In Fig. 2 the usual belt pulleys 53 and 54 are shown. The belt, of course, will be left off, but one may be applied to these pulleys in case some accident befalls the thermometer device.
Having thus described my invention, what I claim and desire to secure by Letters Patent is:
l. The combination with a cooling radiator, of an electric fan for passing a current of air over the radiator, a source of electrical energy for the fan, a thermometer associated with the radiator and having a column tube and a column of electrically conductive material in the tube, a plurality of contacts disposed in such tube in positions to be serially contacted by the column in the tube in its movements, a variable resistance unit connected to the electric circuit at one side of the fan, one of the said contacts being connected to circuit at the other side of the fan, and lead wires connecting the other of the said contacts with the ele ments of the resistanceunit.
2. The combination with anelectric fan, of a thermometer having a'closed top column tube, a column of electrically conductive material in the tube, and a plurality of contacts disposed in such tube in positions to be serially contacted by the column in its movements, a variable resistance unit adapted to be connected to the fan circuit at one side, one of the said contacts being adapted to be grounded and lead wires for connecting the other of the said'contacts with the elements of the resistance unit, a condenser adapted to be connected to the resistance unit and to ground, and an electric circuit including the fan, the resistance unit and the contacts.
3. The combination with an electric device having blades for producing a current in a fiuid which may surround the blades, a source of electrical energy for the electric device, a thermometer having a column tube, a column of electrically conductive material in the tube, and a plurality of contacts disposed in such tube in positions to be serially contacted by the column in its movements, and having a bulb located in position to be thermally affected by such current of fluid, a plurality of contacts disposed lengthwise of the thermometer and in positions to be contacted by the column in the tube in its movements, a variable resistance unit connected to the electric circuit at one side of the electric device, one of the said contacts being connected to circuit at the other side of the electric device, and lead wires connecting the other of the said contacts with the elements of the resistance unit.
4. The combination with a cooling radiaand an electric circuit including the fan, the resistance unit, and the contacts.
5. The combination with a cooling radiator, of an electric fan for passing a current of air over the radiator, a source of electrical energy for the fan, a-mercurial thermometer associated with the'radiator and having a plurality of contacts. dis osed in its column tube, a neutral liquid riding on top of the mercury column, a variable resistance unit and means connecting it to the said contacts, an electric circuit including the fan, the resistance unit, and the contacts, and a condenser connected to the circuit across the resistance unit.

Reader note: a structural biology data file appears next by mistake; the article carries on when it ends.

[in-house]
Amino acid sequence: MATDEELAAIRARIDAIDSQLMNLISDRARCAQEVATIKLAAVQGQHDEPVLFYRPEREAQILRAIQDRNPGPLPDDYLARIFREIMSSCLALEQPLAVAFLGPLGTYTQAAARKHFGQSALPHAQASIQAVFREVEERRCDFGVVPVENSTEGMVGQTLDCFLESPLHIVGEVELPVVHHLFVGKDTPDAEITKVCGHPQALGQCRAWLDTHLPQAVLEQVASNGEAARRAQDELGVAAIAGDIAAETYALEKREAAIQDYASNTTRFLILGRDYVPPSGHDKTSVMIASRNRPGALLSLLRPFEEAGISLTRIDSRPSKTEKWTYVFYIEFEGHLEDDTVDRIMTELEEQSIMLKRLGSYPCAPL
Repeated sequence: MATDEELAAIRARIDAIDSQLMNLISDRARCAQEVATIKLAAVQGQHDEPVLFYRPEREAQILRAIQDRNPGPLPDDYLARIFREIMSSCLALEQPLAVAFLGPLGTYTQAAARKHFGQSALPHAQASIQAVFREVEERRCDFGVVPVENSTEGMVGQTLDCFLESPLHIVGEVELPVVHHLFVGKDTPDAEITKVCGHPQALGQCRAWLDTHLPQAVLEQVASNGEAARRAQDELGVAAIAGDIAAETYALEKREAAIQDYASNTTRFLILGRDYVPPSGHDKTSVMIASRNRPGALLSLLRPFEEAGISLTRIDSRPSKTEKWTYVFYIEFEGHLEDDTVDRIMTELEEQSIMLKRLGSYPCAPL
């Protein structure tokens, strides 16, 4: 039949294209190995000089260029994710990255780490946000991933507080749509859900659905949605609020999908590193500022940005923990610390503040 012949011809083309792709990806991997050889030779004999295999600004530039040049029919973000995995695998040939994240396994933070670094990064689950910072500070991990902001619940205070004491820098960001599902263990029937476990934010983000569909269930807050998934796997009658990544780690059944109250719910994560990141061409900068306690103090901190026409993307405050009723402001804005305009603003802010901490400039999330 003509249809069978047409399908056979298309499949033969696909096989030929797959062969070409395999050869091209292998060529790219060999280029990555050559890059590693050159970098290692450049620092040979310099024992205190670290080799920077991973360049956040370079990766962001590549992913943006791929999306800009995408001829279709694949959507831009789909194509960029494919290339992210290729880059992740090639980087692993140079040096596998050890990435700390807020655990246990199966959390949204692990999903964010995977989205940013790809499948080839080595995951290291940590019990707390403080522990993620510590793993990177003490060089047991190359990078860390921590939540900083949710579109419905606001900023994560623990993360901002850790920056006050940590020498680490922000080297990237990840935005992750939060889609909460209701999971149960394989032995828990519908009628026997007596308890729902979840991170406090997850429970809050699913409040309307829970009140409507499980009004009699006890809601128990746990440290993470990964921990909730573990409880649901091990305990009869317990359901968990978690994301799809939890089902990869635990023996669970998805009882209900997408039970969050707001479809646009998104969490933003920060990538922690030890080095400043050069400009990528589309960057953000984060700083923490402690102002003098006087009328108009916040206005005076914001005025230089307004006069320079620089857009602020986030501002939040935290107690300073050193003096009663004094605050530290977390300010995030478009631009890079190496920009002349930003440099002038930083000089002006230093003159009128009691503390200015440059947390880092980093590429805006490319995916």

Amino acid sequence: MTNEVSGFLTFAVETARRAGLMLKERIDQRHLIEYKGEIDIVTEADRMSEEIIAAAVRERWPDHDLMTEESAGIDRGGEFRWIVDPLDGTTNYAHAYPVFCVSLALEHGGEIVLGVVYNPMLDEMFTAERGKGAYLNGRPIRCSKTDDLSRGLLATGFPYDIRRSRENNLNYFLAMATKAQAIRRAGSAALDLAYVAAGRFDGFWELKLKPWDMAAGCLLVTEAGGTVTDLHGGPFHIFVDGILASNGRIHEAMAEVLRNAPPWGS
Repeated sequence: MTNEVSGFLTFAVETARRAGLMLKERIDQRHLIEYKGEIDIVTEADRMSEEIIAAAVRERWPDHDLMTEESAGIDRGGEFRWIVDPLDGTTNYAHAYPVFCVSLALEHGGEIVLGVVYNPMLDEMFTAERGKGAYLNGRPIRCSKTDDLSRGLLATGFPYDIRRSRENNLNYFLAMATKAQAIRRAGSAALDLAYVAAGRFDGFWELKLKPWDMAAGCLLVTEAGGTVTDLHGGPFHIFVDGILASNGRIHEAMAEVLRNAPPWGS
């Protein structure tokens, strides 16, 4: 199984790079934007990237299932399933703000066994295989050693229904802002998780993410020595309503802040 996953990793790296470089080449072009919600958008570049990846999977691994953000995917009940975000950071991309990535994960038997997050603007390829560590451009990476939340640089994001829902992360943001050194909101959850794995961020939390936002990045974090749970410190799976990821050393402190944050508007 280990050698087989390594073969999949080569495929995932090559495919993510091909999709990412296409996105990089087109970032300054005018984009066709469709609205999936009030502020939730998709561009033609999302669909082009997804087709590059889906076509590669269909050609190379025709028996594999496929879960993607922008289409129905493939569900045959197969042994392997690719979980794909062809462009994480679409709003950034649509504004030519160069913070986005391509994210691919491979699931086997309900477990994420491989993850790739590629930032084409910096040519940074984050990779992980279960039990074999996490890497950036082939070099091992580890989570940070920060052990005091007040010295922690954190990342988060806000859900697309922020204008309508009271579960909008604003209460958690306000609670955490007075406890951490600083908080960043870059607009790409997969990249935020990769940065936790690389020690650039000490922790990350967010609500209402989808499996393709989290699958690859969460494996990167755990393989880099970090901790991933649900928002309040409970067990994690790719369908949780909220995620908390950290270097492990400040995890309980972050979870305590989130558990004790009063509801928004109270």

6. A cooling device for internal combustion engines comprising a water circulating system, an electric fan for acting thereon, and a source of electric energy for the fan, a thermometer having a bulb located in such water circulating system, a column tube rising from the bulb, and electrically conductive material in the bulb adapted to rise and fall as a column within the bore of the tube, a plurality of contacts disposed along the tube within the bore thereof in positions to be serially contacted by the column in its movements,. a circuit for connecting the lower of the said contacts to ground, a variable resistance unit connected to the electric circuit at one side of the fan, lead Wires connecting the elements of the resist ance unit with the other of the said contacts, and a condenser connected to circuit across the resistance unit.
Signed at Morristown, New Jersey, this 11th day of July, 1931.
, ROBERT H. MORRISON.
tor, of an electric fan for passing a current 0? air over the radiator, a source of electrical energy for the fan, a mercurial thermometer associated with the radiator and having a plurality of contacts disposed in its column tube, a neutral liquid riding on top of the mercury column, a variable resistance unit and means connecting it to the said contacts,
|Citing Patent||Filing date||Publication date||Applicant||Title|
|US2505597 *||Oct 22, 1947||Apr 25, 1950||Gen Electric||Temperature regulating system|
|US2586992 *||Dec 18, 1947||Feb 26, 1952||Robertshaw Fulton Controls Co||Automatic temperature control for regulating motor-driven fans|
|US3377023 *||Feb 1, 1966||Apr 9, 1968||Caterpillar Tractor Co||Discriminating variable speed control for multiple heat exchanger fan motors|
|US4955431 *||Feb 11, 1988||Sep 11, 1990||Behr-Thomson Dehnstoffregler Gmbh||Cooling device for an internal combustion engine and method for controlling such a cooling device|
|U.S. Classification||236/35, 236/95, 123/41.12|
|International Classification||F01P11/16, F01P7/00, F01P7/04, F01P11/14|
|Cooperative Classification||F01P11/16, F01P7/048|
|European Classification||F01P11/16, F01P7/04E|